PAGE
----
Posted by Joel Martinsen on Sunday, May 24, 2009 at 9:17 AM
The scene of the crime: Dream City at Xiongfeng Hotel
Yesterday saw new developments in the case of Deng Yujiao, an employee of a leisure center in Hubei who stabbed a goverment official to death. According to Deng, she was acting in self-defense against a man who was sexually assaulting her, but the police and government have been advancing the idea that she was emotionally unstable and killed the official unprovoked.
Late last week, Deng's lawyers complained that they were being stonewalled by police as they attempted to collect evidence of sexual assualt. Then yesterday, the Baodong County government issued a statement announcing that Deng's lawyers had been dismissed for incompetence.
The lawyers fired back with their own statement questioning the government's actions. Here are the two statements, courtesy of Hecaitou, who posted both of them to his blog:
Deng's (former) lawyers responded with a blog post:
In the letter from Zhang Sizhi and Pu Zhiqiang, the two well-known activist lawyers express their support and reassurance to Deng's lawyers.
Update (2009.05.25): An Internet analysis of the situation, translated by ESWN.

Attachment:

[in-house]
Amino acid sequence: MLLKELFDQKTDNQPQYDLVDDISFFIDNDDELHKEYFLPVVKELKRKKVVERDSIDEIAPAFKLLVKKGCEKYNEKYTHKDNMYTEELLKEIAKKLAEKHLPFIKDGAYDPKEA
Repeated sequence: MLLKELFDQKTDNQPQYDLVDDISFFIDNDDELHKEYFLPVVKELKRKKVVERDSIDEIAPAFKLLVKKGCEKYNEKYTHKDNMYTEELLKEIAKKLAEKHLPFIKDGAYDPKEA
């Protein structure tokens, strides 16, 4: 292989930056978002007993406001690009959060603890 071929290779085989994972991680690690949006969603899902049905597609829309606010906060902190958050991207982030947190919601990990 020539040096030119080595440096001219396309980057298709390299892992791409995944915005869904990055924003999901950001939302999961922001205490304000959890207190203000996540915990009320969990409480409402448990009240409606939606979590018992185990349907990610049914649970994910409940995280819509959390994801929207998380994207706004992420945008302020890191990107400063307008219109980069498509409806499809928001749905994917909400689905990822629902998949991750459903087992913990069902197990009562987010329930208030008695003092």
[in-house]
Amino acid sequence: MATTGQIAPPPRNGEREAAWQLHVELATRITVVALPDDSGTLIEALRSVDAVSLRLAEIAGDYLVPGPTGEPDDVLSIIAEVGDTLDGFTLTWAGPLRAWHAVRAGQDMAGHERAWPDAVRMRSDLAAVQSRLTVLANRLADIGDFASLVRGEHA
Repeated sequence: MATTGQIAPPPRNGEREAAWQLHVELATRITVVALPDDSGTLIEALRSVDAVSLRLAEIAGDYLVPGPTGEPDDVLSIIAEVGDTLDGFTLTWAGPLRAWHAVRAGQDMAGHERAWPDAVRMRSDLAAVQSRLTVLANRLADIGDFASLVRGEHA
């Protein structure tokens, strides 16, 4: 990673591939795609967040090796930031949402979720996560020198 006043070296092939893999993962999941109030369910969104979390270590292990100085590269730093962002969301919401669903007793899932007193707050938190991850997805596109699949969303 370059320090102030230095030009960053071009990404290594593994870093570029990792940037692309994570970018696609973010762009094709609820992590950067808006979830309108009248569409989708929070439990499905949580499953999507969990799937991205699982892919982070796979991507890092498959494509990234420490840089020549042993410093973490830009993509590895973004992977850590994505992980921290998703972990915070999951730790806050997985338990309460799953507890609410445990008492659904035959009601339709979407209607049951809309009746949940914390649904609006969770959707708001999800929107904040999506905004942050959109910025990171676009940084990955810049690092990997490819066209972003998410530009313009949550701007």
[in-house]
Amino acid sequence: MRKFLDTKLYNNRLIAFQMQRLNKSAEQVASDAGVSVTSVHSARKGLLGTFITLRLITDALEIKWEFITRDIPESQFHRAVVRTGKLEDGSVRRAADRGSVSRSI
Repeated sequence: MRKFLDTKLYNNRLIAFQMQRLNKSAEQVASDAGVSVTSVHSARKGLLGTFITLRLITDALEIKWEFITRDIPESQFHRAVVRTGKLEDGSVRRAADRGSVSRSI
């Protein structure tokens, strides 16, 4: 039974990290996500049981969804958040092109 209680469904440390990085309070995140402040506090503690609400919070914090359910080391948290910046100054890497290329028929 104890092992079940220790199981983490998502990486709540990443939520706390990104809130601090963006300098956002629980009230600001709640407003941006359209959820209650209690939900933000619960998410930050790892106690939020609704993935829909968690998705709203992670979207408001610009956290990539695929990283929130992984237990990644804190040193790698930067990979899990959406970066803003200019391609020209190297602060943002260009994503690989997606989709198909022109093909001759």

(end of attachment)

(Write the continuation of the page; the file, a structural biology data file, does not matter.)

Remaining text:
Links and Sources
Jobs in China
Henry on The Eurasian Face
Caroline W on Big in China
Michael on Julia Lovell on translating Lu Xun's complete fiction: "His is an angry, searing vision of China"
Brandon K. on Clueless academic takes on popular fantasy novels
China Media Timeline
Major media events over the last three decades
Danwei Model Workers
The latest recommended blogs and new media
Books on China
The Eurasian Face : Blacksmith Books, a publishing house in Hong Kong, is behind The Eurasian Face, a collection of photographs by Kirsteen Zimmern. Below is an excerpt from the series:
Big in China: An adapted excerpt from Big In China: My Unlikely Adventures Raising A Family, Playing The Blues and Becoming A Star in China, just published this month. Author Alan Paul tells the story of arriving in Beijing as a trailing spouse, starting a blues band, raising kids and trying to make sense of China.
Pallavi Aiyar's Chinese Whiskers: Pallavi Aiyar's first novel, Chinese Whiskers, a modern fable set in contemporary Beijing, will be published in January 2011. Aiyar currently lives in Brussels where she writes about Europe for the Business Standard. Below she gives permissions for an excerpt.
Front Page of the Day
A different newspaper every weekday
From the Vault
Classic Danwei posts
+ Korean history doesn't fly on Chinese TV screens (2007.09): SARFT puts the kibbosh on Korean historical dramas.
+ Religion and government in an uneasy mix (2008.03): Phoenix Weekly (凤凰周刊) article from October, 2007, on government influence on religious practice in Tibet.
+ David Moser on Mao impersonators (2004.10): I first became aware of this phenomenon in 1992 when I turned on a Beijing TV variety show and was jolted by the sight of "Mao Zedong" and "Zhou Enlai" playing a game of ping pong. They both gave short, rousing speeches, and then were reverently interviewed by the emcee, who thanked them profusely for taking time off from their governmental duties to appear on the show.